The Schaefer Center for Performing Arts: An Evening with Sarah Jones
$25 Adult, $20 faculty/staff, $5 students, FREE for all App State students (ticket issued with proof of student I.D.) Livestream: $15 per household — Schaefer Center for the Performing Arts , 828-262-4046 , http://theschaefercenter.org — 7:00 PM

Anna Deavere Smith’s Answers to Adversity

REVIEW: Grace and Kindness Glow in Anna Deavere Smith’s Answers to Adversity

February 4, 2021 – Boone, NC:

Winner of multiple Drama Desk Awards for her plays – and her solo performances in them – Anna Deavere Smith has forged a unique synthesis from her skills as a playwright, actress, journalist, and teacher. Her groundbreaking monologues, Fires in the Mirror (1992) and Twilight: Los Angeles 1992 (1994), were skillfully edited from hundreds of interviews that Smith taped with people involved in two distinctively American events, the Crown Heights race riots of 1991 and the Los Angeles rioting of 1992 that followed the acquittal of police officers who had brutally beaten Rodney King. After compacting the taped interviews into taut monologues, Smith channeled each of her characters in performances of carefully crafted mimicry. In artfully distilling the essence of her characters, Smith cumulatively distills us with her art in a fascinating, unique way.

On a webcast presented by The Schaefer Center for Performing Arts at Appalachian State University, “An Evening with Anna Deavere Smith: Reclaiming Grace in the Face of Adversity,” Smith came onscreen in a way that freshly meshed theatre, lecture, pedagogy, and discussion. Dr. Paulette Marty, a theatre arts professor at App State, introduced Smith, instantly departing from normal theatre presentation. Marty and Smith joined in laying the groundwork for the evening’s theme, chosen so aptly in the face of earth-shattering events that have rocked us all in the past year – for Smith had prologues of her own that preceded each of her three extended portraits. Of course, such a video conference would be a staid affair in 2021 without a stream of chatter rolling along the margin of our screens. Viewers of this free webstream had a chatroom for making comments – and afterwards, as Marty interviewed Smith, the professor lifted some of her questions from that chatline.

Apparently, a side benefit of all of Smith’s research is all the prime leftovers she can deliver from those hundreds of interviews. For her rendezvous with App State, to which she linked live from New York, Smith had distillations of interviews she had taped while researching Let Me Down Easy (2008). These dated back to the aftermath of Hurricane Katrina in 2005 and included sitdowns with Bryan Stevenson, founder of the Equal Justice Initiative, and the late Congressman John Lewis, who walked alongside Dr. Martin Luther King in the famed 1965 Selma March.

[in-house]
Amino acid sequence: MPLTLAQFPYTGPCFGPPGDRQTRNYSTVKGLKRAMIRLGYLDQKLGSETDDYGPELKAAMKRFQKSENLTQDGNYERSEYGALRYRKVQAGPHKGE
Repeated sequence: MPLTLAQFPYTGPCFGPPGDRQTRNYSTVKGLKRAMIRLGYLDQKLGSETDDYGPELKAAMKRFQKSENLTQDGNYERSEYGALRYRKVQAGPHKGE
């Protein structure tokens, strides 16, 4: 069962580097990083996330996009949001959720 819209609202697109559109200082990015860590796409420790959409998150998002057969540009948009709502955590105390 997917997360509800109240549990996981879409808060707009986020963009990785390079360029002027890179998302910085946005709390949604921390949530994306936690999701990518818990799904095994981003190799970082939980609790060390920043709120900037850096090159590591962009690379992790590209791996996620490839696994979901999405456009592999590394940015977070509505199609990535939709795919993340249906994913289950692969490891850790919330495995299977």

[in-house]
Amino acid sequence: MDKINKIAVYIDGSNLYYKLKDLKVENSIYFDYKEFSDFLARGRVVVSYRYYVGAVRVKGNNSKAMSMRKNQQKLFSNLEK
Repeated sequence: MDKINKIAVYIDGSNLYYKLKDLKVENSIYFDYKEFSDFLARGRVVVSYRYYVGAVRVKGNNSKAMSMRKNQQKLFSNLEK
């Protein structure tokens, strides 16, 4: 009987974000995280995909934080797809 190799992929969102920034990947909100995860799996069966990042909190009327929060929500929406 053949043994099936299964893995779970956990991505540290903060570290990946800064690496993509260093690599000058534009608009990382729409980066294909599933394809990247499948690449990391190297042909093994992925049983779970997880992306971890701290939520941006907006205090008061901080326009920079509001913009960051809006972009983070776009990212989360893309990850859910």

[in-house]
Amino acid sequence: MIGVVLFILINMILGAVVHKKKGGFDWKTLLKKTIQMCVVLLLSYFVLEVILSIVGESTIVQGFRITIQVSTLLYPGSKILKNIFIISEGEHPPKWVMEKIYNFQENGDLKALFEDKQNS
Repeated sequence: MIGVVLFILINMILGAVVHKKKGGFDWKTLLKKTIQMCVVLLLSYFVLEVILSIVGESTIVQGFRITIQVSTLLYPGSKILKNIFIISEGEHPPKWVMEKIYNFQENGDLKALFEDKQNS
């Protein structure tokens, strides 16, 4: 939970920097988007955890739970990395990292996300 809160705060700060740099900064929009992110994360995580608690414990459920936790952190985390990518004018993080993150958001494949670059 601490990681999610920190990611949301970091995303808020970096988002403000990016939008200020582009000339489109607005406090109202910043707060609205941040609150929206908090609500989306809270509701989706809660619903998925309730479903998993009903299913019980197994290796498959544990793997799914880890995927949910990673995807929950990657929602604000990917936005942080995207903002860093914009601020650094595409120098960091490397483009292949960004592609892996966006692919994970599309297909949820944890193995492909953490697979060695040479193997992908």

Before these well-known figures, Smith introduced us to Kiersta Kurtz-Burke, a white physician who worked at a charity hospital in New Orleans in the midst of the Katrina disaster. Smith wove together two strands of the Kurtzberg interview in crafting her monologue, a description of the “worst asshole” she had run across in her hospital work, followed by recollections of her patients’ cynical stoicism during the Katrina ordeal. That worst person turned out to be a doctor who was her superior: he not only demonstrated absolute coldness and distaste toward his patients, but when Kurtzberg called him out on his poisonous attitude, he declared that she would inevitably come to feel the same way in time. When Katrina inundated New Orleans, Kurtzberg watched the city’s reaction unfold as private hospitals were evacuated and the charity hospital was abandoned. Worse, they opened the levees on that part of town in order to save the more valuable real estate. It was not only revelatory to Kurtzberg that her patients, overwhelmingly Black, would be treated with such disregard and disdain, but also that these unfortunates were not at all surprised, telling her in advance that the unthinkable would happen.

If we thought that these were the darkest perceptions we would need to entertain, Smith’s portrait of Bryan Stevenson proved us wrong. Since founding the Equal Justice Initiative, Smith reminded us, Stevenson has opened the National Memorial for Peace and Justice in Montgomery, commemorating nearly 4,400 victims of “racial terror lynchings” between 1877 and 1950. What Smith then concluded about America is piercing, damning, and true – more indelibly now since January 6: we are a post-genocidal society. Smith’s interview with Stevenson spotlighted a failed attempt to obtain a stay of execution for a prisoner on death row who was intellectually disabled. This is the kind of work Stevenson has dedicated his career to performing, as well as the famed case, exonerating a wrongly convicted murderer, that became the cornerstone of his memoir, Just Mercy, and the film derived from that book. The question that Stevenson repeatedly asked in court with respect to the intellectually disabled, “Why do we kill broken people?” morphed into another question when the Supreme Court rejected his appeal at the eleventh hour. “Why do I do this?” His self-reflection yielded a brutally honest answer, “Because I’m broken, too.” This realization was illuminated by a childhood memory of the frustration, violence, and humiliation that broke out when he, his mother, and the Black community stood in line – at the back of the line – waiting to be vaccinated for polio. Like his mom, Stevenson concluded, he was seeking a way not to be silent about this perennial brokenness.